On Wed, May 30, 2012 at 5:07 PM, Ryan Mullen <email@example.com> wrote:
> In my (humble) opinion, package signing for Crux's ports system should
> be seriously considered. It's a modern feature and is not too complex
> to implement.
A *package* and *ports* system are IMO two different things: the first is
a binary blob prepared for the end user by a responsible packager. The
latter is nothing but a bash script that you may use as-is to compile
the code yourself (and any Pkgfile you should IMO examine before using it).
Therefore, in the first case there's someone standing between you and
the source code, while in the other it's only the code and you. In both
cases the same code is used, but only in the first one someone other than
you is responsible for producing the binary. That's why the thing is
called *package signing*, because in the other case -- if I understand
it correctly -- there's actually nothing to sign.
(A different thing is code signing, but that's the upstream's pain, not
> Second, there is more assurance that a Pkgfile, footprint, or md5sum
> wasn't modified without the port maintainer's knowledge.
Well... .md5sum has very little to do with maintainer's job: basically
it proves that the source tarball you pull to build the package on your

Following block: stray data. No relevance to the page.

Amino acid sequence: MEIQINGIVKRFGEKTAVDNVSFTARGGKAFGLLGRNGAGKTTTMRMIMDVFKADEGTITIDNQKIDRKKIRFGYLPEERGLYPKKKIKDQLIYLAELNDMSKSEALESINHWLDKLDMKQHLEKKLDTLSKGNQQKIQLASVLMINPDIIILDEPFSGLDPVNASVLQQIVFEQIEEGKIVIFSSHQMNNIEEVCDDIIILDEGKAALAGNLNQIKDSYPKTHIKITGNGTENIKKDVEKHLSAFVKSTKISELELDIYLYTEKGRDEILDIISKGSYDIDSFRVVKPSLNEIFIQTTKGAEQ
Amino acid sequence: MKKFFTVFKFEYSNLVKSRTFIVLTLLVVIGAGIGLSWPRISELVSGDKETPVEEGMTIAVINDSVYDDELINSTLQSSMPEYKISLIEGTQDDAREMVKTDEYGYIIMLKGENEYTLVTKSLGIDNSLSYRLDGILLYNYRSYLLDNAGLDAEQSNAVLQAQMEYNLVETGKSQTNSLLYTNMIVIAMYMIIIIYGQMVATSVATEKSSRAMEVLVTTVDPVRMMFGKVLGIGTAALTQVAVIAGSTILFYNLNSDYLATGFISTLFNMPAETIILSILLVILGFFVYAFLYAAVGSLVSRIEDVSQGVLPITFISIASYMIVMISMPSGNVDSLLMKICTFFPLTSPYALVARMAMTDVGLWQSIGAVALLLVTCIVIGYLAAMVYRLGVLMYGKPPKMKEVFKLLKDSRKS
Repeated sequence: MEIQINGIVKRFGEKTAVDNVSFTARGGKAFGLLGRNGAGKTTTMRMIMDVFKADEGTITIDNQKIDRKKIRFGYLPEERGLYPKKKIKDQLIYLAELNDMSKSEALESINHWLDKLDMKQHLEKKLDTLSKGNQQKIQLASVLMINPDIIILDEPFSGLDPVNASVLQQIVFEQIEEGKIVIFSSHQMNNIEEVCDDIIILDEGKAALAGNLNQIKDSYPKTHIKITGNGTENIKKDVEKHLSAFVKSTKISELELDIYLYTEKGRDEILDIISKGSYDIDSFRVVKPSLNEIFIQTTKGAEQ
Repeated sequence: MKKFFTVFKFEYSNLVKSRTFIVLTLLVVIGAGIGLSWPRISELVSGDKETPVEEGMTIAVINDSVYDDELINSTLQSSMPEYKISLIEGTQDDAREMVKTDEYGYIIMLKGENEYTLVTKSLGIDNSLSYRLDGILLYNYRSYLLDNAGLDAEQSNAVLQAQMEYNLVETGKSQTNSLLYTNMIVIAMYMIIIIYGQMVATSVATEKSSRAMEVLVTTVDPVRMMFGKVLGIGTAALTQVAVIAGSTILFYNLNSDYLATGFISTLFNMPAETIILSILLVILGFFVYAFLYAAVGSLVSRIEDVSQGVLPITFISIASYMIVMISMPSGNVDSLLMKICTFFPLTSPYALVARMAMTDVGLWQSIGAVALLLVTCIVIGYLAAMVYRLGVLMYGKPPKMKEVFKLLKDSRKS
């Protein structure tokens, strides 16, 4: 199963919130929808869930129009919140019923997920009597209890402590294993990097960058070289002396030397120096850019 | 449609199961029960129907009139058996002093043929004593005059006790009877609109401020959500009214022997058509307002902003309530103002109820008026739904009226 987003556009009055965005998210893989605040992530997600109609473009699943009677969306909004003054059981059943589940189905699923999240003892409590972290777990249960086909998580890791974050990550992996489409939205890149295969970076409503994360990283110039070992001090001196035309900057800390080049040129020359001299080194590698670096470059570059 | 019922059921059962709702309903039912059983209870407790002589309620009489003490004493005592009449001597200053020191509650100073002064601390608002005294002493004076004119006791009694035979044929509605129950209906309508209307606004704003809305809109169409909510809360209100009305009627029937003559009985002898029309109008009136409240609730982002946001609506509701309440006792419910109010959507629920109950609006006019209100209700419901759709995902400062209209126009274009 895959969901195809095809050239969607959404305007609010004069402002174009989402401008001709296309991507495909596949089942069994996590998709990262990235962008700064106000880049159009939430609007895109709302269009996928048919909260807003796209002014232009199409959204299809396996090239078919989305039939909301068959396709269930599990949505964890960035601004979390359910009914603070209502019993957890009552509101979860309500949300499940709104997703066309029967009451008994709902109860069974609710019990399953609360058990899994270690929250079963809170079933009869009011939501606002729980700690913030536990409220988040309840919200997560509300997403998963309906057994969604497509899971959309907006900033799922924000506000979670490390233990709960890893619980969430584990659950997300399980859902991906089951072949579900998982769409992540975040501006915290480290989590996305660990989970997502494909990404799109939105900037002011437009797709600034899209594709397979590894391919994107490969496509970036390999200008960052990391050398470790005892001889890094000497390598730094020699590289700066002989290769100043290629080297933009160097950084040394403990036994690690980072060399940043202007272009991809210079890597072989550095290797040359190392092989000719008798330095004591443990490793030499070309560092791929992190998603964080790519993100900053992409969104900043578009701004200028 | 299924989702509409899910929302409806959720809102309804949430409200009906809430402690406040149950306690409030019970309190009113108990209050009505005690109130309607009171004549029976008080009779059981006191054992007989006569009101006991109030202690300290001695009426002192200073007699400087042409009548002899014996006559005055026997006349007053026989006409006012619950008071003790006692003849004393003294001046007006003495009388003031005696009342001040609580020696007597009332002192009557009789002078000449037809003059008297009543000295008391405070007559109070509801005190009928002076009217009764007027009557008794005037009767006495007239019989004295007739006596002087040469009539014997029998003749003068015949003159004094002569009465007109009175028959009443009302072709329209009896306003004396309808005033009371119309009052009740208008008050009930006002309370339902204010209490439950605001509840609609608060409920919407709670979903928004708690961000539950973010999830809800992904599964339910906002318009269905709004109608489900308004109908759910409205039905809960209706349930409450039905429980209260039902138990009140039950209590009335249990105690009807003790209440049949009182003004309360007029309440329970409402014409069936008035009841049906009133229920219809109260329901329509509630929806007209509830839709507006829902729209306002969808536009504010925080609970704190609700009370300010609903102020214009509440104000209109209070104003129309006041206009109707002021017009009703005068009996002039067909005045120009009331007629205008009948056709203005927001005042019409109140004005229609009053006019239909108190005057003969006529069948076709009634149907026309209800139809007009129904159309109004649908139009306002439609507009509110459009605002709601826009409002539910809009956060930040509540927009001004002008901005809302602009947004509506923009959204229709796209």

system is the same the port maintainer used to create the Pkgfile. Other
files included in the port should be nothing but text files, and the
checksum should be enough to prove they are valid. Any other signing
here, even if possible, seems a bit superfluous because with a distro
like CRUX you should be able to verify if the script you run contains
malicious code or not.
> The disadvantages include ports tree bloat (less than 1kB per port)
> and a dependency on crypto software (gnupg probably).
The main disadvantage IMO is that the whole idea of *package* signing
doesn't improve the security of the *ports* system because it wasn't
meant to be used there. You can argue if the entire port can be signed
somehow, though this would require high level of correctness as far as
the content of .footprint files is concerned (among other things), and
those not always appear to follow the changes in the package content.
Besides, I decided to use CRUX because it allows for even further
package customization than other distros, and because I wanted to
compile the packages I use so that they fit my machine's specs (avoiding
at the same time 'universal' binaries: a binary is a convenient way
to go, but not always the best one). The simplicity of ports system improves
security by the way it works: making a package myself I know who should be
blamed if something doesn't work the way I wanted.
And if the security
flow comes from the upstream, well, that's where package signing can't
help a lot really...
Anyway, the bottom line: let's verify the scripts we run before we
press Enter. For distros like CRUX it should be the default user action.
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